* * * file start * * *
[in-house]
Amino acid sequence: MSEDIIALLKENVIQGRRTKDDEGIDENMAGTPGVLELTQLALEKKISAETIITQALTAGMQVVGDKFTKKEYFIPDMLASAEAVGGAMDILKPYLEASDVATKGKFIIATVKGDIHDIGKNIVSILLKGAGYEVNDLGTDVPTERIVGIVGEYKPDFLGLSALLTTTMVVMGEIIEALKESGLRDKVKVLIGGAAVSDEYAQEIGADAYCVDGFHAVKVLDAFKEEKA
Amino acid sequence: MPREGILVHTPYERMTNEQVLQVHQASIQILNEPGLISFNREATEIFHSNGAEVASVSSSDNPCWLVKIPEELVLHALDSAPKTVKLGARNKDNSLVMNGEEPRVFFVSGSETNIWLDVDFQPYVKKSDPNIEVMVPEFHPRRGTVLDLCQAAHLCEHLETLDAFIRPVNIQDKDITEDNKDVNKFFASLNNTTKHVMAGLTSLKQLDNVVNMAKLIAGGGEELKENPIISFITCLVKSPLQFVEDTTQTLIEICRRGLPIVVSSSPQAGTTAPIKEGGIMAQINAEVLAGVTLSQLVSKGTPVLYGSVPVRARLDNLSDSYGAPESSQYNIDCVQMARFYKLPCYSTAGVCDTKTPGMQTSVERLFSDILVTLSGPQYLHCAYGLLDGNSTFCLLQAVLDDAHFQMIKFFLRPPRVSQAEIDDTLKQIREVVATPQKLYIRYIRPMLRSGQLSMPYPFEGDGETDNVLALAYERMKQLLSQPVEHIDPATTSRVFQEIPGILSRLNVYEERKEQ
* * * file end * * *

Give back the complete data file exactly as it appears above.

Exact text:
[in-house]
Amino acid sequence: MSEDIIALLKENVIQGRRTKDDEGIDENMAGTPGVLELTQLALEKKISAETIITQALTAGMQVVGDKFTKKEYFIPDMLASAEAVGGAMDILKPYLEASDVATKGKFIIATVKGDIHDIGKNIVSILLKGAGYEVNDLGTDVPTERIVGIVGEYKPDFLGLSALLTTTMVVMGEIIEALKESGLRDKVKVLIGGAAVSDEYAQEIGADAYCVDGFHAVKVLDAFKEEKA
Amino acid sequence: MPREGILVHTPYERMTNEQVLQVHQASIQILNEPGLISFNREATEIFHSNGAEVASVSSSDNPCWLVKIPEELVLHALDSAPKTVKLGARNKDNSLVMNGEEPRVFFVSGSETNIWLDVDFQPYVKKSDPNIEVMVPEFHPRRGTVLDLCQAAHLCEHLETLDAFIRPVNIQDKDITEDNKDVNKFFASLNNTTKHVMAGLTSLKQLDNVVNMAKLIAGGGEELKENPIISFITCLVKSPLQFVEDTTQTLIEICRRGLPIVVSSSPQAGTTAPIKEGGIMAQINAEVLAGVTLSQLVSKGTPVLYGSVPVRARLDNLSDSYGAPESSQYNIDCVQMARFYKLPCYSTAGVCDTKTPGMQTSVERLFSDILVTLSGPQYLHCAYGLLDGNSTFCLLQAVLDDAHFQMIKFFLRPPRVSQAEIDDTLKQIREVVATPQKLYIRYIRPMLRSGQLSMPYPFEGDGETDNVLALAYERMKQLLSQPVEHIDPATTSRVFQEIPGILSRLNVYEERKEQ